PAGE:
Before he became a physician, Danny McClure, DO, ’13, inspired by his Christian faith, took a medical mission trip to Cambodia. While abroad, he was amazed by the care his group was able to deliver. If he could develop his medical skills and become a doctor, it’d be a way to address the great need he saw in the world.
There was only one problem. Dr. McClure, a middle-aged man with a wife and two kids, was much too old, and far too busy, to earn a medical degree. Or so he thought.
After wrestling with the idea for several months, Dr. McClure decided to take a leap of faith. If this was what God had in store for his life, he was ready to do it.
He researched potential programs, eventually landing on the osteopathic physician’s tripartite treatment of body, mind, and spirit, as opposed to a narrow focus on just one facet of wellness. It was a philosophy of care to which he had been introduced by a friendly DO in Alabama, Dr. McClure’s home state, and one that presented him multiple tools to treat a patient.
ATSU-SOMA, specifically, stood out. The School was a place where he felt he could be part of a family. The choice just made sense.
During school, Dr. McClure managed to carve out quality time. Each night, the house shared a family dinner, and one Saturday a month was set aside for family trips. Abiding by this schedule helped him maintain a healthy balance between family life and the rigors of medical school, a worry he faced before enrolling.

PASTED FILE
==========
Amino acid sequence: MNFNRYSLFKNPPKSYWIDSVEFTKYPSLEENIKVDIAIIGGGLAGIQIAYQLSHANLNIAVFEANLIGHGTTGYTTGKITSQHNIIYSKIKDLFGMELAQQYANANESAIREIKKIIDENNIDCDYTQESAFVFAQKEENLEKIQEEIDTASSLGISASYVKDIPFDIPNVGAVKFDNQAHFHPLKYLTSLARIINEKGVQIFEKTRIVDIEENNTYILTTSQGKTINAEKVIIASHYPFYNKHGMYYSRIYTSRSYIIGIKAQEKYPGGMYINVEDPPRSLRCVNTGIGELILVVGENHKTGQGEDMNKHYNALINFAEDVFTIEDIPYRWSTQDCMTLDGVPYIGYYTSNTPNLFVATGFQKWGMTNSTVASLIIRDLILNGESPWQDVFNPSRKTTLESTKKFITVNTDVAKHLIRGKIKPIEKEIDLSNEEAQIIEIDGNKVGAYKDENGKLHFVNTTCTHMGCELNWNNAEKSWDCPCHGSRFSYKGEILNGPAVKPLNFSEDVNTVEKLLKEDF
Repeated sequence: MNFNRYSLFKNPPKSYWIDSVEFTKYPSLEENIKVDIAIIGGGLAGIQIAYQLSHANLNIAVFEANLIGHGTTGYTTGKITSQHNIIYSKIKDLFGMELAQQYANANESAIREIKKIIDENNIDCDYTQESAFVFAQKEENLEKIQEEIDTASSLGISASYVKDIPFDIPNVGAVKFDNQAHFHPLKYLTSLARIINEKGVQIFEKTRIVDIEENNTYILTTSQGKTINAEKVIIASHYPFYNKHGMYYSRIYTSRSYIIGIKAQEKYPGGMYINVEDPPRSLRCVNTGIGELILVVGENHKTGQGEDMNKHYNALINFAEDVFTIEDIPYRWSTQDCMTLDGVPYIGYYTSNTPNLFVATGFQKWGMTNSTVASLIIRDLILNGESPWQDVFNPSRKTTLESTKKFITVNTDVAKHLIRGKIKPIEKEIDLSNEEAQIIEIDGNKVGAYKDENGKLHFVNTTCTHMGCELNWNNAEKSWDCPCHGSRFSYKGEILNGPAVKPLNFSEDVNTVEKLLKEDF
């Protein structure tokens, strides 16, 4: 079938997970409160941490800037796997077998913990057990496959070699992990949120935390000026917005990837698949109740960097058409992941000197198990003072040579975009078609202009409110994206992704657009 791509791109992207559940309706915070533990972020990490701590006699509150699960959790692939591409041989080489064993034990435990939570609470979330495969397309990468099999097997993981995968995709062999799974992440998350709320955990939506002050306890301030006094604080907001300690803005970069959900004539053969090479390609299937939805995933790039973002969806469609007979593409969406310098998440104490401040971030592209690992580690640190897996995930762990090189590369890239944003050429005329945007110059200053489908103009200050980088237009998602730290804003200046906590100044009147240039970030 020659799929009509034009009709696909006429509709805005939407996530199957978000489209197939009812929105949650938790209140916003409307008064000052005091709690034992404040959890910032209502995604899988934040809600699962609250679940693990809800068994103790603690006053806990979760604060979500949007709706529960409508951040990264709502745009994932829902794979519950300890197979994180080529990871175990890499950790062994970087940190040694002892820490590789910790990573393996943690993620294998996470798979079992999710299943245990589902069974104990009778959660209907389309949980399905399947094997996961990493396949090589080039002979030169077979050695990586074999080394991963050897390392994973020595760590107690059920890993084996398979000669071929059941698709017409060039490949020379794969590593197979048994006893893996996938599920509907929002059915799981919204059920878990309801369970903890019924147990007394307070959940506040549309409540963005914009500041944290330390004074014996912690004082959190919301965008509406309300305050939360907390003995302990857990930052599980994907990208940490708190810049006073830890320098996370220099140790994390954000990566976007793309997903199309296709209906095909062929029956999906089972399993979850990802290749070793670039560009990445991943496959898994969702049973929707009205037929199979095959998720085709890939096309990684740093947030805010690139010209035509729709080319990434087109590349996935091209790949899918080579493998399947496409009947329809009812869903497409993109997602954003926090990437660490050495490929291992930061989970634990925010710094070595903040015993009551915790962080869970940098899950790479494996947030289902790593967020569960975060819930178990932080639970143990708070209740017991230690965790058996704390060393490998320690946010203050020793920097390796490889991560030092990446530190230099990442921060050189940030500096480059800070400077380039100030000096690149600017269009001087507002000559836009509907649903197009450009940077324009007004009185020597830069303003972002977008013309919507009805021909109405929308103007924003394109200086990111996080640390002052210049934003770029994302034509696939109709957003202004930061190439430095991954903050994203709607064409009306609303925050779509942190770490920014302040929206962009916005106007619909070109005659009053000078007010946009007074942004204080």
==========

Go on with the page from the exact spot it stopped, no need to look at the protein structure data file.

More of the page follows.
Dr. McClure, 42 years old on the first day of class, was the eldest member of his cohort. But rather than being a barrier, his seniority endeared him to the other students. He was able to offer guidance as they struggled with life’s difficulties. In the midst of coursework, he also helped lead a booming Bible study — nearly 40 of his classmates participated.
It was almost like being a surrogate parent, he says.
After graduation, Dr. McClure became a psychiatrist with Adelante Healthcare in Peoria, Arizona. With this work, he found an underserved population he could help, right here at home. The patients Dr. McClure treats are often forgotten and overlooked, he says, and there’s a prevailing stigma associated with mental illness.
“But I see patients get better,” he adds, voice tinged with compassion.
As an osteopathic physician, Dr. McClure now has the tools necessary to help those who need it most. He takes great pride in this service, but remains humbled by his life’s new direction and indebted to the school that helped him along the way.
“I appreciate what ATSU-SOMA has done to help me live out my passion,” Dr. McClure says. “I don’t think I’d be where I am, with the passion and joy I have for what I do, if I had gone to another medical school.”